Jay Haas, Fred Couples and Corey Pavin carried the banner for the 40-plus generation today in the third round of The Players Championship, though Tiger Woods continued to creep into possible Sunday contention. With fist-pumping birdie putts of 18 and 24 feet on his last two holes, Woods posted a scrambling 68 and pushed within five shots of 54-hole leaders Padraig Harrington and Jay Haas.
Ireland's Harrington, a European Tour member known for playing at a glacial pace, swiftly recovered after a deflating double bogey with a skulled shot out of a bunker at the 442-yard seventh hole. He pushed back to the top with a run of three birdies in four holes and finished with a 70 and a three-day total of 11-under 205 at TPC at Sawgrass.
Haas, at 49 the oldest man in the field, had his own run of four consecutive birdies starting at No. 10 and had 67 -- 205 to take a share of the lead as he attempts to secure what would be the most significant victory of his 27-year career. He has nine PGA Tour titles, none in major events, and last won a tournament in 1992.
"I didn't have great expectations coming in here," Haas said afterward. "I've been playing well, putting the ball very well. There were a lot of nice five-, six-foot saving putts and a few 20-footers. . . . Everyone calls me 'Old Man.' I've got my reading glasses in the locker room, that kind of thing. But when we play well, it's not a surprise, it's fun. I'm not shocked. I've played well all year."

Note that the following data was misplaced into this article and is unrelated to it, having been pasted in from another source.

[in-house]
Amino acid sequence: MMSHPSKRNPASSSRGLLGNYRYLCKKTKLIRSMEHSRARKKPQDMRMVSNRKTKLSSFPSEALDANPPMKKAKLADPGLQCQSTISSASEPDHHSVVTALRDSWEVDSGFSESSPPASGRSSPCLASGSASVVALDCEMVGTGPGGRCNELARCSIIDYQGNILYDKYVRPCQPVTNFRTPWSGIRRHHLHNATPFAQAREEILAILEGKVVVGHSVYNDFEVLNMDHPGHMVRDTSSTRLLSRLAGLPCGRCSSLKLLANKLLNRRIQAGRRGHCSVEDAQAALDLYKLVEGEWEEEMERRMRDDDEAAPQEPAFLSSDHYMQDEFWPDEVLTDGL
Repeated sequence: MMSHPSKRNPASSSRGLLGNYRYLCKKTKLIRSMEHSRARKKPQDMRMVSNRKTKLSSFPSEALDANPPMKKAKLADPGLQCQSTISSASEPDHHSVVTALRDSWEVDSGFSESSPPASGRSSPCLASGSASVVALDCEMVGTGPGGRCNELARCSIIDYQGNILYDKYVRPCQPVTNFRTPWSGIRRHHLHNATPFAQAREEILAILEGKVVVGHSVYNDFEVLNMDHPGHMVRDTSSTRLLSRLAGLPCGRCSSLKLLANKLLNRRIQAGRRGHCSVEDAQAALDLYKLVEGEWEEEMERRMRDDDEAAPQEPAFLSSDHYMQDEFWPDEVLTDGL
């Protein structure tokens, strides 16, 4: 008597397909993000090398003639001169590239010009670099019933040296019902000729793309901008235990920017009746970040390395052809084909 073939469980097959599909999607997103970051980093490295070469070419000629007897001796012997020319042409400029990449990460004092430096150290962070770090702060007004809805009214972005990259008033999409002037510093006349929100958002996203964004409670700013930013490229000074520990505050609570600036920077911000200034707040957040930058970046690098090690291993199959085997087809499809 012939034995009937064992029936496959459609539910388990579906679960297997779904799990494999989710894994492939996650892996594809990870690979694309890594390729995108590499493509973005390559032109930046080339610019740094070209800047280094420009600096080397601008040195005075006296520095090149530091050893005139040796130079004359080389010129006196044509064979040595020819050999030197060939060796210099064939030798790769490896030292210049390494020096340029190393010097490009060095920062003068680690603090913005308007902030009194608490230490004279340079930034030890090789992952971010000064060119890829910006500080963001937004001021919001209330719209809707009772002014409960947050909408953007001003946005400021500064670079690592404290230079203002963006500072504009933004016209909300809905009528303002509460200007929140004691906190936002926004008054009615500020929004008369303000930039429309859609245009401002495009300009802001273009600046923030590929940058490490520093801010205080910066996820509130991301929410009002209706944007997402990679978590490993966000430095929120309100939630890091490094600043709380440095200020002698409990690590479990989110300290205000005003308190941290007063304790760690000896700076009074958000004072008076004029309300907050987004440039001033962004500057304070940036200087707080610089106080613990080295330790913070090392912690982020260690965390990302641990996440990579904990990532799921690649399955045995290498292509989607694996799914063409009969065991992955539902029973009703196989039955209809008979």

Haas needs a big-money showing this week to move into the top 10 on the Tour's money list or into the top 50 in the world rankings to qualify for what could be his final Masters. He's currently 15th in earnings with $791,000 and ranked 57th in the world, and a victory likely would be worth far more to him than a $1.17 million payday out of a $6.5 million purse.
Money is not the object of Woods's affection as much as big-time tournament victories -- even non-majors such as this event. And even with his game just slightly off this week, Woods has managed to turn scattershot drives and off-target approaches into improbable birdies and saves of par from sand, grass and pine straw.
Woods's most remarkable recovery might have come at his last hole, the 583-yard No. 9. His attempt to reach the green in two drifted out to the right and landed in deep grass, with the ball not visible. He played it like a sand shot, powering a wedge under the ball and flopping it onto the putting surface. Then he made the 24-footer for one last birdie on his card.
"I'm surprised I'm this close to the lead, no doubt about it," Woods said. "The first day I turned a 77 into a 72. . . . Today I turned a 71 into a 68. . . . I'm definitely fighting myself around this golf course."
It could get far worse Sunday. A front was moving in on the Florida coast overnight with wind and rain and a drop into the sixties forecast for the final round. That will be in marked contrast to today's conditions, a perfect no-wind day with temperatures in the mid-eighties, leading to plenty of below-par scoring -- 36 among the 72 who made the cut.